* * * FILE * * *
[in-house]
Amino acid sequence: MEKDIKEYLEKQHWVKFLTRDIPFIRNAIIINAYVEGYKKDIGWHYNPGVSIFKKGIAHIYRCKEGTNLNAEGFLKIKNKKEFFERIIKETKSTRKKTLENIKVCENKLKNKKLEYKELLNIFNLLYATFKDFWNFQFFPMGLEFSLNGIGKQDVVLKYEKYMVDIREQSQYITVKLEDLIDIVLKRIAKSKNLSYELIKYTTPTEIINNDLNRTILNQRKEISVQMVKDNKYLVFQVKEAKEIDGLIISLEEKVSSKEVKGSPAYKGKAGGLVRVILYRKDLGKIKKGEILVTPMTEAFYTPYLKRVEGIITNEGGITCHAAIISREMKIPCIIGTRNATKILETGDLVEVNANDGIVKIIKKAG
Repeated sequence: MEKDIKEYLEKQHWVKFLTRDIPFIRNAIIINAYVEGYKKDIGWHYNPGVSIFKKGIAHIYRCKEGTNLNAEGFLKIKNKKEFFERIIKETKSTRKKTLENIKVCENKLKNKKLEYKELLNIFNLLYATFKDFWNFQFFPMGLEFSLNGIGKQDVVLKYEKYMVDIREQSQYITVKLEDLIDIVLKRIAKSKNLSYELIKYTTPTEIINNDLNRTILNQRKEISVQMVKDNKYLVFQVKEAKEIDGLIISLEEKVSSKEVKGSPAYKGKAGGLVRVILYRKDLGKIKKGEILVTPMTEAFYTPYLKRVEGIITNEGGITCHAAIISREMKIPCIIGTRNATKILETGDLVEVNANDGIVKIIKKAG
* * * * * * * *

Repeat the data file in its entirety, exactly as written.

[in-house]
Amino acid sequence: MEKDIKEYLEKQHWVKFLTRDIPFIRNAIIINAYVEGYKKDIGWHYNPGVSIFKKGIAHIYRCKEGTNLNAEGFLKIKNKKEFFERIIKETKSTRKKTLENIKVCENKLKNKKLEYKELLNIFNLLYATFKDFWNFQFFPMGLEFSLNGIGKQDVVLKYEKYMVDIREQSQYITVKLEDLIDIVLKRIAKSKNLSYELIKYTTPTEIINNDLNRTILNQRKEISVQMVKDNKYLVFQVKEAKEIDGLIISLEEKVSSKEVKGSPAYKGKAGGLVRVILYRKDLGKIKKGEILVTPMTEAFYTPYLKRVEGIITNEGGITCHAAIISREMKIPCIIGTRNATKILETGDLVEVNANDGIVKIIKKAG
Repeated sequence: MEKDIKEYLEKQHWVKFLTRDIPFIRNAIIINAYVEGYKKDIGWHYNPGVSIFKKGIAHIYRCKEGTNLNAEGFLKIKNKKEFFERIIKETKSTRKKTLENIKVCENKLKNKKLEYKELLNIFNLLYATFKDFWNFQFFPMGLEFSLNGIGKQDVVLKYEKYMVDIREQSQYITVKLEDLIDIVLKRIAKSKNLSYELIKYTTPTEIINNDLNRTILNQRKEISVQMVKDNKYLVFQVKEAKEIDGLIISLEEKVSSKEVKGSPAYKGKAGGLVRVILYRKDLGKIKKGEILVTPMTEAFYTPYLKRVEGIITNEGGITCHAAIISREMKIPCIIGTRNATKILETGDLVEVNANDGIVKIIKKAG